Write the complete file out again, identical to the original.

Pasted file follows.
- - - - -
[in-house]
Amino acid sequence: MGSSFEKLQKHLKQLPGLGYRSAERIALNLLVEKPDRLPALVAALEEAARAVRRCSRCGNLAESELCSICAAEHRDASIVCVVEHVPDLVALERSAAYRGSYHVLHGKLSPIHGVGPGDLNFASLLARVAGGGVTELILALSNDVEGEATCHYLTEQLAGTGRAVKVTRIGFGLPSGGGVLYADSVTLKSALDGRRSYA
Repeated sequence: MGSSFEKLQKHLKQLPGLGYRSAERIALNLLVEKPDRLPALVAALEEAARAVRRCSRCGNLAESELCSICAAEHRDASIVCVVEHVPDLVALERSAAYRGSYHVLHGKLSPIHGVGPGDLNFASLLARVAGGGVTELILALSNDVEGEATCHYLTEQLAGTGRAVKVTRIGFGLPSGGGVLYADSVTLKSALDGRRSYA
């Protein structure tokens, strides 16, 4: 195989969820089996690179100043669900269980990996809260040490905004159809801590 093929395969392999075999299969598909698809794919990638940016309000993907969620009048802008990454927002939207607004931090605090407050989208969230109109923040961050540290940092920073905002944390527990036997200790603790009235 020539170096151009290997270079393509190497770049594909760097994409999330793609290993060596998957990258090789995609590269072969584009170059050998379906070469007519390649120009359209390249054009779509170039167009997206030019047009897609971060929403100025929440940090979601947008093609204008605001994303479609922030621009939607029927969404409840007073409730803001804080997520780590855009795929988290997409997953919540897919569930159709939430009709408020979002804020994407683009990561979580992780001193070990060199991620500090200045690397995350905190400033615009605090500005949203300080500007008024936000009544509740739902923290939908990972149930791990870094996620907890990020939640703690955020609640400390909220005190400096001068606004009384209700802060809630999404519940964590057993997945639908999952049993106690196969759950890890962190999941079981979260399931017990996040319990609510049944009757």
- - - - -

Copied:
[in-house]
Amino acid sequence: MGSSFEKLQKHLKQLPGLGYRSAERIALNLLVEKPDRLPALVAALEEAARAVRRCSRCGNLAESELCSICAAEHRDASIVCVVEHVPDLVALERSAAYRGSYHVLHGKLSPIHGVGPGDLNFASLLARVAGGGVTELILALSNDVEGEATCHYLTEQLAGTGRAVKVTRIGFGLPSGGGVLYADSVTLKSALDGRRSYA
Repeated sequence: MGSSFEKLQKHLKQLPGLGYRSAERIALNLLVEKPDRLPALVAALEEAARAVRRCSRCGNLAESELCSICAAEHRDASIVCVVEHVPDLVALERSAAYRGSYHVLHGKLSPIHGVGPGDLNFASLLARVAGGGVTELILALSNDVEGEATCHYLTEQLAGTGRAVKVTRIGFGLPSGGGVLYADSVTLKSALDGRRSYA
């Protein structure tokens, strides 16, 4: 195989969820089996690179100043669900269980990996809260040490905004159809801590 093929395969392999075999299969598909698809794919990638940016309000993907969620009048802008990454927002939207607004931090605090407050989208969230109109923040961050540290940092920073905002944390527990036997200790603790009235 020539170096151009290997270079393509190497770049594909760097994409999330793609290993060596998957990258090789995609590269072969584009170059050998379906070469007519390649120009359209390249054009779509170039167009997206030019047009897609971060929403100025929440940090979601947008093609204008605001994303479609922030621009939607029927969404409840007073409730803001804080997520780590855009795929988290997409997953919540897919569930159709939430009709408020979002804020994407683009990561979580992780001193070990060199991620500090200045690397995350905190400033615009605090500005949203300080500007008024936000009544509740739902923290939908990972149930791990870094996620907890990020939640703690955020609640400390909220005190400096001068606004009384209700802060809630999404519940964590057993997945639908999952049993106690196969759950890890962190999941079981979260399931017990996040319990609510049944009757």